Guest Bathroom - The home’s one downstairs bathroom is located unexpectedly around the corner from the kitchen through a surprisingly Gothic-looking archway. But once inside, architecture returns to traditional Pueblo style.
Master Suite - The second floor of the home is accessed by a custom winding stairway made of white plaster-covered steel. This magnificent Gaudi-esque structure, which resembles a curved spine, has no hand rails and was added in later years to replace a smaller, more traditional stairway. It leads to the master bedroom sitting area, now being used as an office.
A sizeable portal is accessible from the sitting area/office, beckoning outdoor relaxation or entertaining with its views of the grassy front of the property and the Mable Dodge Luhan home next door.
The adjacent master bedroom and bathroom occupy an elegant open floor plan with a step used as a visual separation between the rooms instead of a door. While the space appears more modern due to its openness, wood floors and ceramic tile, vigas and white plaster walls are in keeping with tradition.
Wide views of Taos Pueblo land to the back of the house bring one mentally back to the home’s origins. Luhan’s husband of the day, who was from Taos Pueblo, built the main house in collaboration with friends from the Pueblo.
GUEST HOUSE - To the left of the home’s main entry is one of two guest quarters. This one, named Casita Morada, is part of the original structure built sometime in the 1850's. It was inspiration for the design of the main home and is truly a small residence unto itself. Its main living area has a kiva fireplace, and a small kitchen and breakfast nook share an elongated space. The bedroom contains a collection of books and historical writings from the time of Mabel Dodge Luhan. A generous bathroom has been updated with modern amenities, including plenty of large mirrors and counter space as well as a small built-in desk.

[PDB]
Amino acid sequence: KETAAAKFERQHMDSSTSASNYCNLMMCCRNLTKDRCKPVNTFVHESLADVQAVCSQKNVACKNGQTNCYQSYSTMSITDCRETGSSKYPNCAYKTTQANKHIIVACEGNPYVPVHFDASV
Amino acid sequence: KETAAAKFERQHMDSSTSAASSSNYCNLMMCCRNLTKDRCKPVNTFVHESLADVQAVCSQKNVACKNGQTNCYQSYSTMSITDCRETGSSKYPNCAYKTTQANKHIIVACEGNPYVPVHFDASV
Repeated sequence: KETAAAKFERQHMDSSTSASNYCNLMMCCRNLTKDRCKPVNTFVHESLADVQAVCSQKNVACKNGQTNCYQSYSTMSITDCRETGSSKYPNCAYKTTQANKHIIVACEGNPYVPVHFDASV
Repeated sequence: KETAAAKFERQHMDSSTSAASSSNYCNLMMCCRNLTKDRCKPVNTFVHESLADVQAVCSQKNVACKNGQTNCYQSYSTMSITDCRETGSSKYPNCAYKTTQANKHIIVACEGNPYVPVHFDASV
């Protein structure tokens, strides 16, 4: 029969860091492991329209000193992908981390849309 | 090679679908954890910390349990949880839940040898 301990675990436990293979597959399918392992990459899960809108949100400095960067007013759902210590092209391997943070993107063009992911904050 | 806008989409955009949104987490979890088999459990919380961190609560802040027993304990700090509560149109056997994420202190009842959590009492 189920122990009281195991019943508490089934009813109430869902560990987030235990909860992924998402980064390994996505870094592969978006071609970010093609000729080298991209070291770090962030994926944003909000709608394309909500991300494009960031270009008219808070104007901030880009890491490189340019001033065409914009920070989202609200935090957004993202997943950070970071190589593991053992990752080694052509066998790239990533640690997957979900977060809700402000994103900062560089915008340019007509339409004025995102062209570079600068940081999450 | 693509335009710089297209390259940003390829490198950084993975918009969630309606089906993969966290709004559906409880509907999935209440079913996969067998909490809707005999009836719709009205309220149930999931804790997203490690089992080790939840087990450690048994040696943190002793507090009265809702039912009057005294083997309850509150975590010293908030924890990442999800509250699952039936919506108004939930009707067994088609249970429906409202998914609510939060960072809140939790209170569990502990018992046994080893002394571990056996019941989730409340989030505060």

COURTYARD - In addition to the front entry, there is private access to the second guest area, a studio known as the Schoolhouse, outside through a hacienda-style courtyard. Large trees grow up from its center, which is surrounded by mud walls embedded at intervals with Old World salad-sized plates Luhan brought back from Portugal.
SCHOOL HOUSE - This is the oldest part of the property, originally built by the Saint Teresa mission in the 1850s and used by the nuns to teach children from Taos Pueblo. Luhan bought it from the Catholic church to add to her estate. She had the main home built in stages after this purchase. A covered portal surrounds these quarters.
This 150-year-old room, for which the entire home has been remodeled and is now used as a studio for overnight guests. While it includes kitchen and bedroom sections, there is no bathroom inside. A “shower house” containing a modern handicapped-access glass and tile walk-in shower and lavatory is located outside, just around the corner.
GROUNDS - While the main home and guest houses sit on a half-acre, the property feels much larger with an open grassy lawn in front, shaded by lofty trees that attract a multitude of local bird species. Three operable water features add an audible serenity to the property, where its residents can find quiet respite, walk quickly to town for a day or night of shopping and eating, or entertain into the night, realizing they are living Taos history.
My name is Pavel Lukes and I am Broker/Owner of Dreamcatcher Real Estate Co. Inc. There it stood in the midst of walled off gardens, right next to legendary Mabel Dodge Luhan home, just the way Frank Waters would describe its beauty, in his book To Possess the Land. It too probably stands on land which at one time was owned by the notorious Arthur Manby, who sold the adjacent land to Mabel for her to build her home. That was long ago, long before my acquaintance with the property. When I did it was owned by my friend Felicia Ferguson who turned it into an exquisite art gallery called Lumina Gallery. Felicia's artistic touches and care provided an excellent foundation upon which the current owner could merely put finishing touches. The history, the location and the beauty make this property truly one of Taos' outstanding residential gems. It offers an unlimited realm of possibilities, one of which may be continuing the successful vacation rental started and run by current owner. It is now a favorite lodging destination for those wishing to immerse themselves in colorful Taos history.
You can reach me at 575-770-1116, firstname.lastname@example.org or by using the form below.